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Stove Top selling comical, super stretchy ‘Thanksgiving Dinner Pants’

Thanksgiving lovers, you’re in for a treat.

Stove Top, a popular stuffing brand by Kraft, is selling “Thanksgiving Dinner Pants” to make Thanksgiving dinner a more comfortable experience. 

>> Read more trending news

The super-stretchy pants let you eat as much as you like without the constraint of jeans, khakis or dress pants. They come in a maroon color with stuffing patterns on the pockets and waistband, and range from size small to extra large. 

Stove Top’s comical commercial suggests the pants are made from a fabric “astronauts use” and “can expand two times the original size.”

>> Related: Stuffing vs dressing: Is there really a difference?

Stove Top will be selling the festive pants until Nov. 30 for only $19.98. You can buy them on the website thanksgivingdinnerpants.com

Ten thousand dollars from the proceeds will be donated to Feeding America

Are leggings distracting? Atlanta fifth-graders want dress code changes

Two leggings-clad fifth-grade girls asked the Atlanta school board Monday to change its student dress code, which bans clothing that is “extremely tight” and “distracting.”

>> Read more trending news 

The board is reviewing revisions that would emphasize the dress code must be fairly enforced. Some Atlanta Public Schools students have complained the current rules target girls and want the new policy to drop the word “distracting.” 

“This is a label applied to girls’ clothing. I do not believe that clothing is a distraction. It is just the reaction that matters,” said Falyn Handley, a 10-year-old student at Springdale Park Elementary School, who spoke along with fellow leggings wearer and classmate Ruby Segerman. “I should not be punished for other people’s behavior. I am not a distraction.” 

The dress code rewrite is scheduled to go before the board’s policy review committee later this month and then return to the full board Dec. 4. The board likely will consider final approval in January, said board member Eshé Collins, who leads the policy committee. 

Read more about the proposed dress code changes here.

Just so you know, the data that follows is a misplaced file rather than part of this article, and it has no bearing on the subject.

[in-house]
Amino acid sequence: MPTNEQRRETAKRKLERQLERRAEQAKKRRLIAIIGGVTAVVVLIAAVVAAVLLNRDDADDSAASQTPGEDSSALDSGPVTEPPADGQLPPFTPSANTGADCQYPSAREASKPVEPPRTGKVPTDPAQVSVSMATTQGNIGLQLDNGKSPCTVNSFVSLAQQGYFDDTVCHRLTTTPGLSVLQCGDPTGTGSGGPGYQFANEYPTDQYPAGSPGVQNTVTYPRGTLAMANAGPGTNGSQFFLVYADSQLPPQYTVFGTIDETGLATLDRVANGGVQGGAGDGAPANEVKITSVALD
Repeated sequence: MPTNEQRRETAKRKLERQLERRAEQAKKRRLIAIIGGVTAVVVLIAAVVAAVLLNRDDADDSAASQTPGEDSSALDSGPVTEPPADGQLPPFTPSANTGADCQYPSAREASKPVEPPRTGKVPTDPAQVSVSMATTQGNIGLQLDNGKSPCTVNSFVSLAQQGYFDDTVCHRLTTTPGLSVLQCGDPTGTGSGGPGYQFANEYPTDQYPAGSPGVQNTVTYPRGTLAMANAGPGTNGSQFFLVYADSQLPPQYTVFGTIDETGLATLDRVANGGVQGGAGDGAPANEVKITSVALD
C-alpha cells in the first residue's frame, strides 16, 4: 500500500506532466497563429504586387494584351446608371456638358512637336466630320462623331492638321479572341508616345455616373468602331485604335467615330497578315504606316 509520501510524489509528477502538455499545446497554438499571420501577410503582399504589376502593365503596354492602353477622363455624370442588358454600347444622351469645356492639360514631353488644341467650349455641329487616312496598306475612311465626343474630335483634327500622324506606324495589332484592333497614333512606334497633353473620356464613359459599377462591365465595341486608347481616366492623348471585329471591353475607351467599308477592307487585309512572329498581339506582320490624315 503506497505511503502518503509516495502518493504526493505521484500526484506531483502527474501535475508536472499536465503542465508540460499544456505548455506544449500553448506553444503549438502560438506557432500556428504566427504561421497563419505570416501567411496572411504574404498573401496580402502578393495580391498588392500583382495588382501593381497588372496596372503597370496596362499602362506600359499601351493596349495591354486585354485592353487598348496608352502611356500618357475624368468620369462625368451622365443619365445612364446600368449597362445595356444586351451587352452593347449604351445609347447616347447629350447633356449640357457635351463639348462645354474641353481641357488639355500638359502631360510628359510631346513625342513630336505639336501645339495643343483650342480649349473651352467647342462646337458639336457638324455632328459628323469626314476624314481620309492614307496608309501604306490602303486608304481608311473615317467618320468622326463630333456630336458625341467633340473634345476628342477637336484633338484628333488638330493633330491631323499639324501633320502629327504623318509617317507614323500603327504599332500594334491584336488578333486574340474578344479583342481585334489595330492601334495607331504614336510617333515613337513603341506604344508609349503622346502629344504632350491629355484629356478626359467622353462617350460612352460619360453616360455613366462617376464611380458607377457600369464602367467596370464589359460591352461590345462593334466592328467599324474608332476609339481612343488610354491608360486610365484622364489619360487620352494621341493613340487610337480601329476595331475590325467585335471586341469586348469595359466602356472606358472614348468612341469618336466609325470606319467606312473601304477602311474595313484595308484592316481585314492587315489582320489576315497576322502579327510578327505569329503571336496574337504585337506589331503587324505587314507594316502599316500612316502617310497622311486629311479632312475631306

15,000 scientists warn it will soon be 'too late' to save Earth

More than 15,000 scientists have signed a dire warning letter to humanity, urging society to address major environmental concerns.

» RELATED: What’s in the federal climate report? 7 key takeaways

"Soon it will be too late to shift course away from our failing trajectory, and time is running out," scientists wrote in the letter signed by 15,364 of their colleagues from 184 countries. "We must recognize, in our day-to-day lives and in our governing institutions, that Earth with all its life is our only home."

Titled as a "Second Notice," the stern warning comes 25 years after similar concerns were expressed in a letter backed by more than 1,700 scientists. However, as the updated warning points out, things have significantly worsened since then.

» RELATED: The best US cities to avoid effects of climate change, according to report

"Humanity has failed to make sufficient progress in generally solving these foreseen environmental challenges, and alarmingly, most of them are getting far worse," the letter says.

>> Read more trending news

Freshwater resources and vertebrate species have dropped by approximately 25 percent since 1960. At the same time, marine dead zones have increased dramatically by 75 percent and carbon dioxide emissions have risen by 62 percent. The human population has also skyrocketed from 3 billion to roughly 7.6 billion.

» RELATED: What is the Paris climate agreement? 9 things you should know

Furthermore, human activity has "unleashed a mass extinction event, the sixth in roughly 540 million years, wherein many current life forms could be annihilated or at least committed to extinction by the end of this century," the scientists warn.

The only hopeful part of the letter points to the stabilization of the stratospheric ozone layer. According to Newsweek, scientists revealed this month that the hole in the ozone layer, which hovers above Antarctica, is the smallest it has been since 1988.

» RELATED: GAO: Climate change already costing US billions in losses

But this one positive development isn't enough to curb the impending crisis, according to the scientists.

"Humanity is now being given a second notice ... We are jeopardizing our future by not reining in our intense but geographically and demographically uneven material consumption and by not perceiving continued rapid population growth as a primary driver behind many ecological and even societal threats," they wrote.